When choosing a shade tree it is good to choose a tree that does more than give shade. Fall color is a natural feature of many trees but few are as famous or as glorious as Sugar Maple. Many people travel to New England and Canada every fall to see the brilliant display put on by the forests of sugar maple but you can enjoy that same spectacle in your own garden. If you are looking for a large shade tree that will live for many decades and increase in beauty as it grows, then Sugar Maple is an excellent choice. It can be grown as a specimen tree in a large lawn or planted around your property to give form and height to your garden. It also makes a terrific privacy tree when planted in groups or rows, and it can even be pruned into a hedge.
Maple is a tree that will happily grow in shade until it reaches the sunlight above, so it can be planted among other deciduous trees. Perhaps you have some existing old trees on your property. At some time in the future these may become old and need removal. If you have planted Sugar Maples among them then they will have grown and be ready to replace your old trees when that time comes. If you plant your Sugar Maple in the open it will develop a broad, round crown. If planted in the shade of other trees it will be more upright and taller, with a narrower outline.
Sugar Maple, Acer saccharum, is a forest tree that can reach 80 feet or more in the wild, but is more likely to be around 40 feet in a garden setting. It is found growing naturally throughout the north-east, as far west as Minnesota and south to Virginia and Tennessee. It has a dense, rounded crown about 30 feet across on a 40 foot tree, reaching 60 feet across on an 80 foot tree.The leaves are the familiar ‘maple-leaf’ form, with 5 lobes and they are about 5 inches or more in size.It is a deciduous tree so it loses its leaves in winter, but not before they turn to beautiful shades of gold, orange and crimson.
Flowers can be seen in early spring but these are not conspicuous and look like small green balls on the branches of the tree before the leaves emerge. They develop into the well-known ‘maple keys’ that spin through the air in fall. The bark is brown and as the tree matures it develops vertical ridges and furrows and becomes rougher.
Sugar Maple grows from zone 3 to zone 8, so it is a good choice as a shade tree for gardens in cooler areas. The best fall color develops if you have warm days and cold nights in fall. In warmer areas although still a good shade tree, fall color will be mostly yellow. Sugar Maples prefer deep, rich soil of a loamy or sandy nature. They will tolerate clay soil if it is well-drained. They will not do well in wet, badly-drained soils or in thin, rocky soils. This tree will do well in urban setting but needs to be located away from highways or areas of pollution. It is not tolerant of road-salt. It will also thrive in rural areas and is an excellent choice for developing natural woodland areas or for large properties.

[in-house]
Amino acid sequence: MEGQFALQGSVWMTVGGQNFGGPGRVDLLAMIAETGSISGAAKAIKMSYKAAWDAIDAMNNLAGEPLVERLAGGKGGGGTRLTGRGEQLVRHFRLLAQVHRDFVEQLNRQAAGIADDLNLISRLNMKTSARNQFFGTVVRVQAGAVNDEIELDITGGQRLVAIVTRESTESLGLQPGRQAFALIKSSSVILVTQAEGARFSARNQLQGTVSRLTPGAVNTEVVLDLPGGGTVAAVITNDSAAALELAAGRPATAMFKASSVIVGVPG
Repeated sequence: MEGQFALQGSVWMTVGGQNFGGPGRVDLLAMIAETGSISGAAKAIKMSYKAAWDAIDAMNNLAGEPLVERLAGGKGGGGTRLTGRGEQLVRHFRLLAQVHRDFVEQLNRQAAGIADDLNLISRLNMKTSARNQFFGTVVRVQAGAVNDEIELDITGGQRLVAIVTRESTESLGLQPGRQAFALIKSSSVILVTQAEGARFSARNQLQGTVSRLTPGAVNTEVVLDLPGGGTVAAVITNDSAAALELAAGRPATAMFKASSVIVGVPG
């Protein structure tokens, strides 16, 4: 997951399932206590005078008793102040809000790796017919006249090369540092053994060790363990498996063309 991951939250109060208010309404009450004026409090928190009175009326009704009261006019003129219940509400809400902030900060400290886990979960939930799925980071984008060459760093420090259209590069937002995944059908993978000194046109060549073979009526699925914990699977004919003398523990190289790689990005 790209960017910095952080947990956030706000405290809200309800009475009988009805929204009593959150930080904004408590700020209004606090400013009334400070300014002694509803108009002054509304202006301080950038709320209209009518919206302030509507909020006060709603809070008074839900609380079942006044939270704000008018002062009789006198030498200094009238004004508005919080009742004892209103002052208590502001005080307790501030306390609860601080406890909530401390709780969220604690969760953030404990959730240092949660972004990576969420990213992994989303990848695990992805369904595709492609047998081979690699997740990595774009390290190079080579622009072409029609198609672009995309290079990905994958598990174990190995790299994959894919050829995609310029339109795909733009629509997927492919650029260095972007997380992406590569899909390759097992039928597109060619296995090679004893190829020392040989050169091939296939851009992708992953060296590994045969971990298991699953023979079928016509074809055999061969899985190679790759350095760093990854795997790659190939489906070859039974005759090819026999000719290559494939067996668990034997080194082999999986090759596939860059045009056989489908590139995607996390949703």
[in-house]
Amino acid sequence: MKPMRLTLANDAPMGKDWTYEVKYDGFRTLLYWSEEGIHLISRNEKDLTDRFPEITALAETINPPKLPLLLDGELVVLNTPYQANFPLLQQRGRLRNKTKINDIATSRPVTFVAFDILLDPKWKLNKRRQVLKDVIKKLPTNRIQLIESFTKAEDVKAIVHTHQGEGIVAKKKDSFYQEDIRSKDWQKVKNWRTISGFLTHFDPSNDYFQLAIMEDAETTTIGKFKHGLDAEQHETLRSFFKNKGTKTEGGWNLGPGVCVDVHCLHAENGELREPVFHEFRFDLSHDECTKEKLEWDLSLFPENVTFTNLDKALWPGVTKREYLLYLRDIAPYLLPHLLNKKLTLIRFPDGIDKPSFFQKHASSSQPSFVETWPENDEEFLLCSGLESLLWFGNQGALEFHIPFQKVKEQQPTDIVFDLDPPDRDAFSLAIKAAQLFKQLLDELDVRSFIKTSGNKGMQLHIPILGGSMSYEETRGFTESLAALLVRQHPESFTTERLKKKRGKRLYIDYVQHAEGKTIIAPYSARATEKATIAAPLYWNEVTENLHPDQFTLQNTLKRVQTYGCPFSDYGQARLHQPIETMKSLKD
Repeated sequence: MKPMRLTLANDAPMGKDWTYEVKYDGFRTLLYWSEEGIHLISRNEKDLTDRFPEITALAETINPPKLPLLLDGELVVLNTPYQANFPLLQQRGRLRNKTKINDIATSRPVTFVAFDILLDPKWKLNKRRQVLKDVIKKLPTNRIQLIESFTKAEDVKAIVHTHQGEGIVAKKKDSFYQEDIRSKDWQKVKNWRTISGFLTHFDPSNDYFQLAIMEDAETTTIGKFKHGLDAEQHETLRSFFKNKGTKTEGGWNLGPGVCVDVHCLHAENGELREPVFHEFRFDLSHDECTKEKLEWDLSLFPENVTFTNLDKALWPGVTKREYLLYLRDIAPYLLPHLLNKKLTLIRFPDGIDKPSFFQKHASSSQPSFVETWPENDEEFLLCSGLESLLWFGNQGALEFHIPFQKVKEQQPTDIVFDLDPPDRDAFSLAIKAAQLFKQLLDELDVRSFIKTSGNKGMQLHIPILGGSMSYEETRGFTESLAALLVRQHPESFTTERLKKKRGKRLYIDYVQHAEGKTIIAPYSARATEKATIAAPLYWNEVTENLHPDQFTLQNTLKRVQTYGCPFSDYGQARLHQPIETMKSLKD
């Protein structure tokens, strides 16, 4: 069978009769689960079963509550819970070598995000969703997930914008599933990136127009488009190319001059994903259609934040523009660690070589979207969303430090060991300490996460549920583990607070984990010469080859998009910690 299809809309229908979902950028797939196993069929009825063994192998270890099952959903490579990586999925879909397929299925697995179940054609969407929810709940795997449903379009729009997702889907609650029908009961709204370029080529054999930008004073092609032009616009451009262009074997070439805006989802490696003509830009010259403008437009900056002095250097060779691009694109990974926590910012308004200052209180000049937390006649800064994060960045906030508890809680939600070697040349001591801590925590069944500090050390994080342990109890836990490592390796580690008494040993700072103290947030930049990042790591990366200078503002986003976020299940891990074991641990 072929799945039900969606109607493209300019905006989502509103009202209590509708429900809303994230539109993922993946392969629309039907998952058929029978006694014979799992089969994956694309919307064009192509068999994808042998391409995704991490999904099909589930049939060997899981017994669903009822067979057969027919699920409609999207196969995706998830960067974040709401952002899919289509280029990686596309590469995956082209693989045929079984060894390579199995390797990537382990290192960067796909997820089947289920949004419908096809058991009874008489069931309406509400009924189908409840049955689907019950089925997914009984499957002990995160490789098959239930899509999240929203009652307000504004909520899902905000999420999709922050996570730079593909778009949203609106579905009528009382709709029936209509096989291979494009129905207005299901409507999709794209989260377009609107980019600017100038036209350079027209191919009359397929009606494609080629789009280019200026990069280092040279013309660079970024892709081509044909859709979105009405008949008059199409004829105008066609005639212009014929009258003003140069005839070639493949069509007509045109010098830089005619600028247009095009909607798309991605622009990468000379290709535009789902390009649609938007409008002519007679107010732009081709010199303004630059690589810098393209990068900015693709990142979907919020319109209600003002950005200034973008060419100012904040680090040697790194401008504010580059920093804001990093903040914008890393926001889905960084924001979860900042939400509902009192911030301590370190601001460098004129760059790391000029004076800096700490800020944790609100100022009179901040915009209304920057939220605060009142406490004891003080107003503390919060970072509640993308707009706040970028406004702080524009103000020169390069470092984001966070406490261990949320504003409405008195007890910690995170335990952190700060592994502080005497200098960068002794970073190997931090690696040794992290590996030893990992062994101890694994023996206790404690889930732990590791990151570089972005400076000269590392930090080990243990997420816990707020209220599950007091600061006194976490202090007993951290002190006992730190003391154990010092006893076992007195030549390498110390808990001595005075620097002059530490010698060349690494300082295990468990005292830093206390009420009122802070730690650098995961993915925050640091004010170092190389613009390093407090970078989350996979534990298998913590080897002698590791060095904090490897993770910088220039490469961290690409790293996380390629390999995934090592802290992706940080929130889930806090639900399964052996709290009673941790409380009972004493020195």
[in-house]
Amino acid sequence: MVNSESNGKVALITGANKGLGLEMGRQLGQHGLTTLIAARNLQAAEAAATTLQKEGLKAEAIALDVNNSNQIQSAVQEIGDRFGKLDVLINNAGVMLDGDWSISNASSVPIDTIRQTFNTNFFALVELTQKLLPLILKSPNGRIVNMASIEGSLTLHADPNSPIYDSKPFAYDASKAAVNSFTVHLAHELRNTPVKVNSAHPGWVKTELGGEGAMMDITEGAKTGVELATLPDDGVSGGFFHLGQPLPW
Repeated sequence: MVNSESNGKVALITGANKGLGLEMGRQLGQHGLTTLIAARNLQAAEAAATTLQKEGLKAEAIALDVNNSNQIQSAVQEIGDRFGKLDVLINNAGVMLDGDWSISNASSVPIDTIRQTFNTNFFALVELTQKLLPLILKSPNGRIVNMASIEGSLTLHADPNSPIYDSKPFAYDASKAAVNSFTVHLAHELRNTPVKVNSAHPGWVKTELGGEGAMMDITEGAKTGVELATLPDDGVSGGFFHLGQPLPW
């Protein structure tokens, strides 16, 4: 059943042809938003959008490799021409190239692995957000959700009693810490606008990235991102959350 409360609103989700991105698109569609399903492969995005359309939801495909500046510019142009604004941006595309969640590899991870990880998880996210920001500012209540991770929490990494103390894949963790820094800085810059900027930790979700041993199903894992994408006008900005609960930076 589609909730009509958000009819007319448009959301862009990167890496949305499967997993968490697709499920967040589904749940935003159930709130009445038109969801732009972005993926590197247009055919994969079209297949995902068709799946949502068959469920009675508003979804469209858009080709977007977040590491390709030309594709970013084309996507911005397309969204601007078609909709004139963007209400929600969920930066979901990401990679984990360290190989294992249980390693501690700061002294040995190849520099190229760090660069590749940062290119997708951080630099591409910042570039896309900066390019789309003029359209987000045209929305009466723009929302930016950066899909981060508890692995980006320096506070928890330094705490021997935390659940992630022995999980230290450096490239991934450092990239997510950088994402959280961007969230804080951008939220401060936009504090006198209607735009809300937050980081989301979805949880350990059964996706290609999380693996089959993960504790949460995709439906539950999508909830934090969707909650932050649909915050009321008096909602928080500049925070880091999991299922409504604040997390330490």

Your Sugar Maple tree will grow around one foot a year but may grow a little faster while it is young. If you are planting in a lawn, apply good organic mulch underneath the branch area, but keep the mulch away from the actual trunk. Keep your tree well-watered, especially when young and use a tree fertilizer to keep it growing rapidly and healthily. No special pruning is required, just remove any crowded branches and leave a few strong, well-spaced branches to make the main framework of your tree. This tree is generally free of major pests or diseases and keeping it growing well with water and nutrients will develop a strong, healthy tree.
Sugar Maple is a distinct species of maple and other types of maples will not have the same fall color and growth habits. Seedling trees are very variable and our trees are grown by grafting stems of selected, improved forms onto seedling roots. This also develops a good trunk structure and ensures that your tree will have top-quality fall color. However these take longer to produce, so avoid cheaper, seedling trees that will only be a disappointment.
When choosing a location for your Sugar Maple allow plenty of room for your tree to develop without becoming a hazard to buildings of power-lines. Allow 30 feet clearance from surrounding buildings. Choose a sunny location, although Sugar Maple will also grow in the shade of other deciduous trees. A tree for life deserves a little care, so dig a wide, shallow hole about three times the diameter of the pot. Add some organic material like compost, manure or peat-moss and some bone-meal or superphosphate. Before planting your tree, remove it from the pot and with a sharp knife make three or four cuts an inch deep down the sides of the root-ball. This will encourage the roots to spread out rather than growing round the tree and potentially restricting its growth. Place the tree in the centre of the hole, put back most of the soil and firm it down well. Add lots of water and when it has drained away fill in with the rest of the soil. Water your new tree well every week for the first season.
We sell only trees that are true to their proper form and we have a wide range of sizes to give you the best plant for your purpose. However we are constantly renewing our stock so our customers get fresh, healthy plants, so supplies of this tree may be limited. To avoid disappointment order now.